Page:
More re: National Debt

Just after I finished my Background Info on National  Debt post, I ran across this from James Galbraith at New Deal 2.0. He does a nice job of pointing out some of the errors of the “oh-my-god-the-deficit-is-going-to-destroy-us-if-we-don’t-cut-grandma’s-social-security” crowd. For  those not aware, Pete Peterson is a billionaire that has spent millions trying to frighten people with the deficit and persuade people to cut government spending benefits to people less fortunate than him. He paid for a substantial portion of the Obama Bi-Partisan Commission on Fiscal Responsibility – the ones who recommended cutting Social Security, a sound healthy program. He has also contracted with Columbia Univ. Teachers College to produce propaganda “educational materials” for elementary school children about the national debt, or at least as Peterson understands the debt. Of course, as we learn from Galbraith, Peterson and his foundation don’t really understand it very well:

Economist James K. Galbraith goes behind the scenes at a Pete Peterson gathering of deficit hawks to see what they have to say.The Fiscal Solutions Tour is the latest Peter G. Peterson Foundation effort to rouse the public against deficits and the national debt — and in particular (though they manage to avoid saying so) to win support for measures that would impose drastic cuts on Social Security and Medicare. It features Robert Bixby of the Concord Coalition, former Comptroller General David Walker and the veteran economist Alice Rivlin, whose recent distinctions include serving on the Bowles-Simpson commission. They came to Austin on February 9 and (partly because Rivlin is an old friend) I went.

Mr. Bixby began by describing the public debt as “the defining issue of our time.” It is, he said, a question of “how big a debt we can have and what can we afford?” He did not explain why this is so. He did not, for instance, attempt to compare the debt to the financial crisis, to joblessness or foreclosures, nor to energy or climate change. Oddly none of those issues were actually mentioned by anyone, all evening long.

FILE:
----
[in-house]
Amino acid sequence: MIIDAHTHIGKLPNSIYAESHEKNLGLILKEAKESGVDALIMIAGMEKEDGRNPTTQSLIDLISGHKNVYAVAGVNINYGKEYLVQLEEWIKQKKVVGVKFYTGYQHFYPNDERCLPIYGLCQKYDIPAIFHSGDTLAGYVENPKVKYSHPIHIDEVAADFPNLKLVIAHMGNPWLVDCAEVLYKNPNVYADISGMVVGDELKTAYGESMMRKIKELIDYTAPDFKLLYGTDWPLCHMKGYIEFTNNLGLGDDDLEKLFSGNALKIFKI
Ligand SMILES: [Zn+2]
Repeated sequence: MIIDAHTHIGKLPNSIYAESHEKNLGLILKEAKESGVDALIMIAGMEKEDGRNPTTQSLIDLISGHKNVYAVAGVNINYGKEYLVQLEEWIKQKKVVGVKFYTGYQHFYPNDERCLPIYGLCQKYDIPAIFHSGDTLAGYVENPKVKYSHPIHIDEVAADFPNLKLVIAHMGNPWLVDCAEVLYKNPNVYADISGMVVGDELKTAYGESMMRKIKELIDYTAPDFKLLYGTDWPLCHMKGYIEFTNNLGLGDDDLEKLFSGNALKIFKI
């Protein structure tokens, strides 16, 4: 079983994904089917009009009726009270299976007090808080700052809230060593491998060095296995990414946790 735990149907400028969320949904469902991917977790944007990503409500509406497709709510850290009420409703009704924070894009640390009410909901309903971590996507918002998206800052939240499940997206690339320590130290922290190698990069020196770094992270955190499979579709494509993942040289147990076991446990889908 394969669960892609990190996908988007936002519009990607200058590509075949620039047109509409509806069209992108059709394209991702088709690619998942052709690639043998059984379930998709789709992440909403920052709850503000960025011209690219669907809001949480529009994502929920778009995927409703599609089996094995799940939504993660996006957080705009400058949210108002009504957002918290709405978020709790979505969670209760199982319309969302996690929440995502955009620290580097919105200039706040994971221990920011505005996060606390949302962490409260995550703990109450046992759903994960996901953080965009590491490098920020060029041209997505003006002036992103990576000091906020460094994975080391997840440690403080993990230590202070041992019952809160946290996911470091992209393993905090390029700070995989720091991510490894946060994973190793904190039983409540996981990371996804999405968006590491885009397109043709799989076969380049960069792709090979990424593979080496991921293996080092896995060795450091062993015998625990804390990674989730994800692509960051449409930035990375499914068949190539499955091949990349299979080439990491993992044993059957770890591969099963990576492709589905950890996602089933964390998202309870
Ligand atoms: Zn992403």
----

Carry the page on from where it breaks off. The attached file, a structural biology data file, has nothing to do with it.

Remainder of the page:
A notable feature of Bixby’s presentation were his charts. One of them showed clearly how the public deficit soared at the precise moment that the financial crisis struck in late 2008. The chart also shows how the Clinton surpluses had started to disappear in the recession of 2000. But Mr. Bixby seemed not to have noticed either event. Flashing this chart, he merely commented that “Congress took care” of the budget surplus. Still, the charts did show the facts — and in this respect they were the intellectual highpoint of the occasion.


A David Walker speech is always worth listening to with care, for Mr. Walker is a reliable and thorough enumerator of popular deficit-scare themes. Three of these in particular caught my attention on Friday.

To my surprise, Walker began on a disarming note: he acknowledged that the level of our national debt is not actually high. In relation to GDP, it is only a bit over half of what it was in 1946. And to give more credit, the number Walker used, 63 percent, refers to debt held by the public, which is the correct construct — not the 90+ percent figure for gross debt, commonly seen in press reports and in comparisons with other countries. The relevant number is today below where it was in the mid-1950s, and comparable to the early 1990s.

But Mr. Walker countered that fact with another, which I’d never heard mentioned before: in real terms he said — that is, after adjusting for inflation — per capita national debt is now twice what it was back then.

The problem is that real per capita national debt is a concept with no economic meaning or importance. (No government agency reports it, either.) Even in the private sector, debt levels matter only in relation to income and wealth: richer people can (and do) take on more debt. Real per capita national income is well over three times higher today than it was in 1946 — so how could it possibly matter that the “real per capita national debt” is twice as high?

Next, Mr. Walker made a comparison between the United States and Greece, with the implication being that this country might, some day soon, face that country’s interest costs. But of course this is nonsense. Greece is a small nation that has to borrow in a currency it cannot control. The United States is a large nation that pays up in a money it can print. There is no chance the markets will mistake the US for Greece, and of course they have not done so.

Finally, Mr. Walker warned that “foreign lenders… can’t dump their debt but can curb their appetite” for new US Treasury bonds. This was an oblique reference to the yellow peril. The idea, when you think about it, is that the Chinese central bank will acquire dollars — which it does when China runs an export surplus — and then fail to convert them into Treasury bonds, thereby choosing, voluntarily, to hold dollars in cash, which earns no interest, instead of as Treasury bills, which do. Mr. Walker did not try to explain why this would appeal to the Chinese.

Walker closed by calling for action tied to an increase in the debt ceiling; specifically for a hard cap on the debt-to-GDP ratio with “enforcement mechanisms,” which could include pro rata cuts in Social Security and Medicare benefits and tax surcharges. He did not specify whether the cap should apply to gross federal debt or only to that part of the debt held by the public (a number which the Federal Reserve can change, any time it wants, by buying or selling public debt). When pressed, in the question period, he would not even say what he thought the cap should be.